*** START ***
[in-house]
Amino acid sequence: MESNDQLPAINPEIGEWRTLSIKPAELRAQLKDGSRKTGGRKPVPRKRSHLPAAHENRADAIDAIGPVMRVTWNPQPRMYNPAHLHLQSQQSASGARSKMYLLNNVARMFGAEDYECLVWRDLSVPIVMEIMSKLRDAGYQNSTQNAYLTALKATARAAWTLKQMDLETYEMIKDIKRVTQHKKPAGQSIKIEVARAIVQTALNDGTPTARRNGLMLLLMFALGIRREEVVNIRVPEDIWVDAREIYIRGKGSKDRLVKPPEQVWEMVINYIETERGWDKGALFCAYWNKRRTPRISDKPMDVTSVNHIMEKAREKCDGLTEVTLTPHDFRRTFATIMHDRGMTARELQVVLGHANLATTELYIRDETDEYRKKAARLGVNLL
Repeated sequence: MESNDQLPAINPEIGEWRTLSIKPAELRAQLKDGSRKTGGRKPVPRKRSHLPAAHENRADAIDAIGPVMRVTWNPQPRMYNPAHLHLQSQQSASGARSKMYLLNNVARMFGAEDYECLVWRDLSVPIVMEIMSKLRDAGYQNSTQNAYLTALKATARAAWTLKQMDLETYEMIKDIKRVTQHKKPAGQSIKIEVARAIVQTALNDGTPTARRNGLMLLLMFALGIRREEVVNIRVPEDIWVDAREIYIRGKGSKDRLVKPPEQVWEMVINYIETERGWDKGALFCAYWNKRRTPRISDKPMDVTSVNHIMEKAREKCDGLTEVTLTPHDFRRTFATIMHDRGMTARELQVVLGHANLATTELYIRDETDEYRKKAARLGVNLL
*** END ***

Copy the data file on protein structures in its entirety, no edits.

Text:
[in-house]
Amino acid sequence: MESNDQLPAINPEIGEWRTLSIKPAELRAQLKDGSRKTGGRKPVPRKRSHLPAAHENRADAIDAIGPVMRVTWNPQPRMYNPAHLHLQSQQSASGARSKMYLLNNVARMFGAEDYECLVWRDLSVPIVMEIMSKLRDAGYQNSTQNAYLTALKATARAAWTLKQMDLETYEMIKDIKRVTQHKKPAGQSIKIEVARAIVQTALNDGTPTARRNGLMLLLMFALGIRREEVVNIRVPEDIWVDAREIYIRGKGSKDRLVKPPEQVWEMVINYIETERGWDKGALFCAYWNKRRTPRISDKPMDVTSVNHIMEKAREKCDGLTEVTLTPHDFRRTFATIMHDRGMTARELQVVLGHANLATTELYIRDETDEYRKKAARLGVNLL
Repeated sequence: MESNDQLPAINPEIGEWRTLSIKPAELRAQLKDGSRKTGGRKPVPRKRSHLPAAHENRADAIDAIGPVMRVTWNPQPRMYNPAHLHLQSQQSASGARSKMYLLNNVARMFGAEDYECLVWRDLSVPIVMEIMSKLRDAGYQNSTQNAYLTALKATARAAWTLKQMDLETYEMIKDIKRVTQHKKPAGQSIKIEVARAIVQTALNDGTPTARRNGLMLLLMFALGIRREEVVNIRVPEDIWVDAREIYIRGKGSKDRLVKPPEQVWEMVINYIETERGWDKGALFCAYWNKRRTPRISDKPMDVTSVNHIMEKAREKCDGLTEVTLTPHDFRRTFATIMHDRGMTARELQVVLGHANLATTELYIRDETDEYRKKAARLGVNLL